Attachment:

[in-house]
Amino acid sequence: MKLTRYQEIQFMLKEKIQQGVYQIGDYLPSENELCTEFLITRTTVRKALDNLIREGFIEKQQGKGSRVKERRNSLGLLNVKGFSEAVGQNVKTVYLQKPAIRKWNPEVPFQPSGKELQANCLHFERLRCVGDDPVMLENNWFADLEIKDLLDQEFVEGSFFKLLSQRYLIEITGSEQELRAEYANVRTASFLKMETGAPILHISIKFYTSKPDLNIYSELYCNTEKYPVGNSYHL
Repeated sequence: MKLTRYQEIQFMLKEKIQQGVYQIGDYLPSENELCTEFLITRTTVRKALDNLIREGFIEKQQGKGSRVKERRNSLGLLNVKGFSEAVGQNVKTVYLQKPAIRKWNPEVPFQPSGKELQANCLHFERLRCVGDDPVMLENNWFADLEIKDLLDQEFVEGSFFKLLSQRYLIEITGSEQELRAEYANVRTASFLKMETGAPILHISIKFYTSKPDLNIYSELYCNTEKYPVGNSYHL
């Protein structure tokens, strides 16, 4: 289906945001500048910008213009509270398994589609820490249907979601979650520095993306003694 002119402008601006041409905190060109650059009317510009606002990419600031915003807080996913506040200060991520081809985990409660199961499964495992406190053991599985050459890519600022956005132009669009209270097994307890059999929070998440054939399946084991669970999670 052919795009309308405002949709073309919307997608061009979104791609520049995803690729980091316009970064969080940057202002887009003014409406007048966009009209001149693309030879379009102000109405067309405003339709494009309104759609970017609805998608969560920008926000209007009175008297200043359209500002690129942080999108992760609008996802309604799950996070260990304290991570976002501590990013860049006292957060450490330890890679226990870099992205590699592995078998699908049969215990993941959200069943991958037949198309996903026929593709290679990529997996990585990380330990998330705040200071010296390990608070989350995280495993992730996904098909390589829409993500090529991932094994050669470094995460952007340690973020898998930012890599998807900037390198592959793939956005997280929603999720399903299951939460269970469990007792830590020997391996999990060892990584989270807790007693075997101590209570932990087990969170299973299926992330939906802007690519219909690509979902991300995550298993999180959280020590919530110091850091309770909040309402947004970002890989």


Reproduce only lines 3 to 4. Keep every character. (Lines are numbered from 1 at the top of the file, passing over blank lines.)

Repeated sequence: MKLTRYQEIQFMLKEKIQQGVYQIGDYLPSENELCTEFLITRTTVRKALDNLIREGFIEKQQGKGSRVKERRNSLGLLNVKGFSEAVGQNVKTVYLQKPAIRKWNPEVPFQPSGKELQANCLHFERLRCVGDDPVMLENNWFADLEIKDLLDQEFVEGSFFKLLSQRYLIEITGSEQELRAEYANVRTASFLKMETGAPILHISIKFYTSKPDLNIYSELYCNTEKYPVGNSYHL
């Protein structure tokens, strides 16, 4: 289906945001500048910008213009509270398994589609820490249907979601979650520095993306003694 002119402008601006041409905190060109650059009317510009606002990419600031915003807080996913506040200060991520081809985990409660199961499964495992406190053991599985050459890519600022956005132009669009209270097994307890059999929070998440054939399946084991669970999670 052919795009309308405002949709073309919307997608061009979104791609520049995803690729980091316009970064969080940057202002887009003014409406007048966009009209001149693309030879379009102000109405067309405003339709494009309104759609970017609805998608969560920008926000209007009175008297200043359209500002690129942080999108992760609008996802309604799950996070260990304290991570976002501590990013860049006292957060450490330890890679226990870099992205590699592995078998699908049969215990993941959200069943991958037949198309996903026929593709290679990529997996990585990380330990998330705040200071010296390990608070989350995280495993992730996904098909390589829409993500090529991932094994050669470094995460952007340690973020898998930012890599998807900037390198592959793939956005997280929603999720399903299951939460269970469990007792830590020997391996999990060892990584989270807790007693075997101590209570932990087990969170299973299926992330939906802007690519219909690509979902991300995550298993999180959280020590919530110091850091309770909040309402947004970002890989």